Nadelson recounts her story of researching a BBC docudrama on Reed (which never happened) but the search becomes more personal as she seeks to untangle the contradictions across three countries. It's not a straight biography in that way, which is good and Nadelson's observations of Reed, his various women, fans, friends, assorted Communist Bloc hucksters are rather astute and often amusing. Her take on the politics is totally unsentimental thank god and since her journey covers the ten years up to and just after the fall of the Berlin Wall there's atmosphere to burn.

It's easy to be cynical about Reed. I mean, you've got a choice be a bit player on the Warners lot or feted as a god by half the world. Talk about selling out for success. I've got a Dean Reed CD and its competant, sometimes pleasant, soft rock. Even an Aussie connection with a cover of 'Rock & Roll I Gave You the Best Years of my Life' (but the Beatles medley is atrocious). He's got a nice voice, a nice face (if you like that square jawed Troy McLure thing) and wore cowboy boots, so exotic they may have seduced the Soviet Union all by themselves. But he could probably only be a star in that place and that time.

Still, being arrested a couple of times singing Victor Jara songs on the streets of Santiago is hardly the work of a complete opportunist.

Reed died "in mysterious circumstances" in the lake behind his home in East Berlin in 1986. Many are (were) convinced it was the work of the Stasi. Or the KGB. Or the CIA. Or all three. Or someone else. Anything but an accident or self-inflicted. Phil Everly dismisses the idea of suicide since "men who laugh like that don't kill themselves." Well, yeah Phil, they do. The real reason people can't accept it is that for such an extraordinary life, it is such an ordinary end.

Right: Dean Reed, not just a pretty face.

If you don't know about DR already, you may soon since Tom Hanks bought the rights to this book. He's slated to play the lead but he's getting a bit long in the tooth and is anyway not the square jawed All American type you'd require. Me, I reckon there is only one candidate: TV's Ronn Moss.

Wednesday, February 01, 2006


Walk the Line is about as good a biopic as you could reasonably expect. Its textbook narrative structure (challenge-failure-triumph) has limitations, but it's exciting and entertaining to watch. I don't quibble much about the lost nuance, the conflations or the hmm-not-so-sure-about-that moments because they are unavoidable and sometimes desirable when you're juggling infinite possibility with finite resources.

So Johnny reworked a Gordon Jenkins song into Folsom Prison Blues and June co-wrote Ring of Fire with Merle Kilgore, in the film the tormented artist labours in solitude to paint their masterpieces -- as it should be for the fable to make any sense. Vivian Liberto Cash possibly gets short shrift but she's not the shrew I was expecting from reading many reviews, Johnny treats her like a bastard and when she packs up the kids and splits the audience is most likely thinking, "about bloody time!" She's a cipher but J.R's corruption needs to be absolute, and in 25 Words or Less. His dad Ray comes off far worse which suprised me, but under the influence of Johnny and June's love which makes all things new, even he finds a place. Actually, my major reservation was that the Johnny in the film lacks some of the gravitas(not.the.right.word) synonomous with him, an uncommitted viewer might be left thinking, "so he's cool, but what's the big deal with this bloke?" If they're worthy of the knowledge, they'll find out I guess.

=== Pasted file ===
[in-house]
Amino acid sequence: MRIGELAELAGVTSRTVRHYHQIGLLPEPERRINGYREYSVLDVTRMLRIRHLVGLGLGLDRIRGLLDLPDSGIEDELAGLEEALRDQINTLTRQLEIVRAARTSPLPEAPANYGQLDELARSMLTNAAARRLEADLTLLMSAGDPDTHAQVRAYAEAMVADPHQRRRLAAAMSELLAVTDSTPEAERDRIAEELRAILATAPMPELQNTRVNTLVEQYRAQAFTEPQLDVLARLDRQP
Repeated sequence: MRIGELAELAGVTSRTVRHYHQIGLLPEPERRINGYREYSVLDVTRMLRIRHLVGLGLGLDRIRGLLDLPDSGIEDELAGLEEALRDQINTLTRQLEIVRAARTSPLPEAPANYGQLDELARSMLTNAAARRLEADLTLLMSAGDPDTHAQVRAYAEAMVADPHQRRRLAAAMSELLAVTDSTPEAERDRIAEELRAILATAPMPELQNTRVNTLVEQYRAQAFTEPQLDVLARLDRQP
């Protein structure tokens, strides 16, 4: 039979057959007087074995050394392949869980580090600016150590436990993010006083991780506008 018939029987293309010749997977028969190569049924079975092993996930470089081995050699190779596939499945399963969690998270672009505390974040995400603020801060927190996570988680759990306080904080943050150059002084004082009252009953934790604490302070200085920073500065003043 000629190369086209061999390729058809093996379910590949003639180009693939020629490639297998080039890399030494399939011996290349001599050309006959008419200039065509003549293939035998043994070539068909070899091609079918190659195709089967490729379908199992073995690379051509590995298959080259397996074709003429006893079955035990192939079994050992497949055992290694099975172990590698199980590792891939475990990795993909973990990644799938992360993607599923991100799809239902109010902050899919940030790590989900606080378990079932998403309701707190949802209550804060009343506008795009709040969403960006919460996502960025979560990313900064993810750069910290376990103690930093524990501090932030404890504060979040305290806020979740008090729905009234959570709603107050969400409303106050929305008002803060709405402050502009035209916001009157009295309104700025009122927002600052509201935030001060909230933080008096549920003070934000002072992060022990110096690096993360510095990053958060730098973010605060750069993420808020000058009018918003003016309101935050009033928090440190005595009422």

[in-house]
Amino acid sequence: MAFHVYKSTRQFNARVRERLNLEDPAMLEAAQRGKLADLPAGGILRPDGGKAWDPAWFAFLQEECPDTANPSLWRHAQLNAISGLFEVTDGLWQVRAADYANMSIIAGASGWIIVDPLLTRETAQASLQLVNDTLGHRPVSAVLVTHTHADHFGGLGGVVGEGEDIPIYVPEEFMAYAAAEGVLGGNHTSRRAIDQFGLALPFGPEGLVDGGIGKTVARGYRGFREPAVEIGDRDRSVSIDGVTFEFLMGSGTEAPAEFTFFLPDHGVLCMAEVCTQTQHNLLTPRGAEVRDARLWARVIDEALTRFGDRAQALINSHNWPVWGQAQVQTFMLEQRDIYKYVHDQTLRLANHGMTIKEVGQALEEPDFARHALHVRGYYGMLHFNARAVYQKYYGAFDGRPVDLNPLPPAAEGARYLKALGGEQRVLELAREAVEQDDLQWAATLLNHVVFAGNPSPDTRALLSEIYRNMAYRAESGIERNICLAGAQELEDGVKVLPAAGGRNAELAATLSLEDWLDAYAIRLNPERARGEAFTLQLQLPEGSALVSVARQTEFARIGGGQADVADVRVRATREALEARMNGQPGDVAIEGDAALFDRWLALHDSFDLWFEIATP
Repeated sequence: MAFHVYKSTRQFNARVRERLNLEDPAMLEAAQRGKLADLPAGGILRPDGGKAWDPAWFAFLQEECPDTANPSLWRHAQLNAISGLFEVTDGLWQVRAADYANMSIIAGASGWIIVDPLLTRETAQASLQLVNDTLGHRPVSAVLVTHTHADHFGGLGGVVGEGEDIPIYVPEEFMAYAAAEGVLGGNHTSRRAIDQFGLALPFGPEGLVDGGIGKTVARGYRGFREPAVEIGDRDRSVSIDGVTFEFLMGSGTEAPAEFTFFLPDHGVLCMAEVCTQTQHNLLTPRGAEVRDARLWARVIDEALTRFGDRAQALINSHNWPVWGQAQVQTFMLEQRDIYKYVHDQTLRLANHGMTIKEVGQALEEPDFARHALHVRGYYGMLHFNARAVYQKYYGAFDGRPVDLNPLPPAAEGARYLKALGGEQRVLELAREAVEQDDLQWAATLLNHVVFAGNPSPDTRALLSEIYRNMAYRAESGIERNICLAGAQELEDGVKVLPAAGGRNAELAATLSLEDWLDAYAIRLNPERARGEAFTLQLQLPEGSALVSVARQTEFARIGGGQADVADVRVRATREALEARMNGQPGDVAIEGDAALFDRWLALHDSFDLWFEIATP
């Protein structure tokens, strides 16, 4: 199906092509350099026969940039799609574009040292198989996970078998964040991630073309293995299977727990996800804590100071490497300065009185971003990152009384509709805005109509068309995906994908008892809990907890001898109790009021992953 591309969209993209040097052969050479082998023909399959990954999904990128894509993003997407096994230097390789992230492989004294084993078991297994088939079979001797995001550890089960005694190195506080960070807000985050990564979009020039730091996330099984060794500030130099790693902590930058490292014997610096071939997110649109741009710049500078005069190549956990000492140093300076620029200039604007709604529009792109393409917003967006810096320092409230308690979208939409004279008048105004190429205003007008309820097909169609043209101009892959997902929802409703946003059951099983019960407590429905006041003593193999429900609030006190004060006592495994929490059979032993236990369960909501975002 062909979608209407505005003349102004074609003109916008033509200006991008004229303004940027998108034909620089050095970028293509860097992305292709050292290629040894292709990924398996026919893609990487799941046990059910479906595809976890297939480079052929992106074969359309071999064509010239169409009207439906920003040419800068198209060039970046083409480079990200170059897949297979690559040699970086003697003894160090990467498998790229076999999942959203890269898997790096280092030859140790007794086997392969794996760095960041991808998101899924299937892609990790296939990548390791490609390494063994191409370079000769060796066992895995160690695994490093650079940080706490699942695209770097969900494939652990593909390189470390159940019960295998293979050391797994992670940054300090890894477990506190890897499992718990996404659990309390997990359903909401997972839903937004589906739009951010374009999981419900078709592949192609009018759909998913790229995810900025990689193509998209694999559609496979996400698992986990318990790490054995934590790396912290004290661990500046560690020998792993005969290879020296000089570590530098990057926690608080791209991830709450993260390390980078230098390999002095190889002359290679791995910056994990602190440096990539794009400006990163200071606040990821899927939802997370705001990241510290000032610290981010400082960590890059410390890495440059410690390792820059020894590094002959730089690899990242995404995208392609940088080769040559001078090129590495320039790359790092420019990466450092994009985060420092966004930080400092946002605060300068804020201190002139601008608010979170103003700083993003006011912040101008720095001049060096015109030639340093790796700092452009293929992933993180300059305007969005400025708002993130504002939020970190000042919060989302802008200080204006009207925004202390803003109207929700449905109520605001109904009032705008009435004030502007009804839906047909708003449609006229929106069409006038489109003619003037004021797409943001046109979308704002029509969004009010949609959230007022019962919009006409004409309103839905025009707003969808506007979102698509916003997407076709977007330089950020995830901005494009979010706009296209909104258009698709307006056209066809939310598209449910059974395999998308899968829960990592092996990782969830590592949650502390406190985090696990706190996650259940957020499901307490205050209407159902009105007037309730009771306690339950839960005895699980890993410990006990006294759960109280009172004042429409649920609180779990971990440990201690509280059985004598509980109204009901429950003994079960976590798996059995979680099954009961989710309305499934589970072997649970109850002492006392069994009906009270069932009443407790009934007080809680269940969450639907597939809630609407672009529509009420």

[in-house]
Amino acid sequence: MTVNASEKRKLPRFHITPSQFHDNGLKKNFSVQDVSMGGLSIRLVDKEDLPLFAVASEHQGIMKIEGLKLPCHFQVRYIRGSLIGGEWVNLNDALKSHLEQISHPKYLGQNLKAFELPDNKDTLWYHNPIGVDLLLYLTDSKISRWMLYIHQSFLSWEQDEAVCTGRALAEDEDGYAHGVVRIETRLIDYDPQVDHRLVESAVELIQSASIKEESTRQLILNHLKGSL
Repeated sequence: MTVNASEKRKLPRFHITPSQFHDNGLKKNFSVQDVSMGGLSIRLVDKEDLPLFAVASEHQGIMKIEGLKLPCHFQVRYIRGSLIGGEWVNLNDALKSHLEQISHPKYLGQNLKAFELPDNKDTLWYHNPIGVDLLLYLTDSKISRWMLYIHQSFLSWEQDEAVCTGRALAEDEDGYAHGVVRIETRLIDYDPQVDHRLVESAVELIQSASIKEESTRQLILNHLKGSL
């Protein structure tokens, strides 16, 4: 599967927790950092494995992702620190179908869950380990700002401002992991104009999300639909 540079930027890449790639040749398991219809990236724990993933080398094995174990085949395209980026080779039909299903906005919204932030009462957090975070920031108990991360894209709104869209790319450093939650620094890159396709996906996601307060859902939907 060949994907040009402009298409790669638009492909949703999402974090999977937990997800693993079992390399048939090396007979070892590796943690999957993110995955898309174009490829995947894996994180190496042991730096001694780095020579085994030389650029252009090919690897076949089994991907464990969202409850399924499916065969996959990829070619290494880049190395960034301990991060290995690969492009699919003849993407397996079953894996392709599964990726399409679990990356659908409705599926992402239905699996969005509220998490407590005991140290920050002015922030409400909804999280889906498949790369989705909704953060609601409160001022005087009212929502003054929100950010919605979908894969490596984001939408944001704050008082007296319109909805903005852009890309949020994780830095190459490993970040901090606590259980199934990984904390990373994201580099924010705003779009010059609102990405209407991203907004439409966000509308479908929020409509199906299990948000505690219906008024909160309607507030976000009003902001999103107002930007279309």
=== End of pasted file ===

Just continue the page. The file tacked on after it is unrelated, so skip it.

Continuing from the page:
My personal preference is for a film like Derek Jarman's Wittgenstein or the upcoming Todd Haynes film about Bob Dylan, which give up the pretense that a life can be properly captured as a series of "and then this happened" scenes. But in a big movie that's just not going to happen. Deal. Move on, and judge the film on its own terms.

Joaquin Phoenix and Reese Witherspoon are freaking amazing and the musical scenes (several songs in their entirety) will knock you off your feet. There are some nice payoffs for fans too: the Elvis bit, the Jerry Lee bits, the Waylon bit, the Dylan mentions. The scene where Johnny with Luther Perkins and Marshall Grant("a couple of mechanics who can't even play") audition for Sam Phillips is epic. In Phoenix's introduction of Folsom Prison Blues, the boy J.R grows into the man Johnny Cash in front of your eyes.

So that's the film. The definitive, or even an adequate , Flop Eared Mule post on Johnny Cash won't ever be written, at least not by me. It's far beyond my powers to articulate, even to myself and until the launch of Google Soul which allows users a direct link into my emotional mainframe (I shudder to think what the carefully targeted ads would be), you won't ever know it. I've found my level being a gushy fangirl and I don't mind wallowing in banality even over Dylan, who holds up the other half of the sky, but not Cash.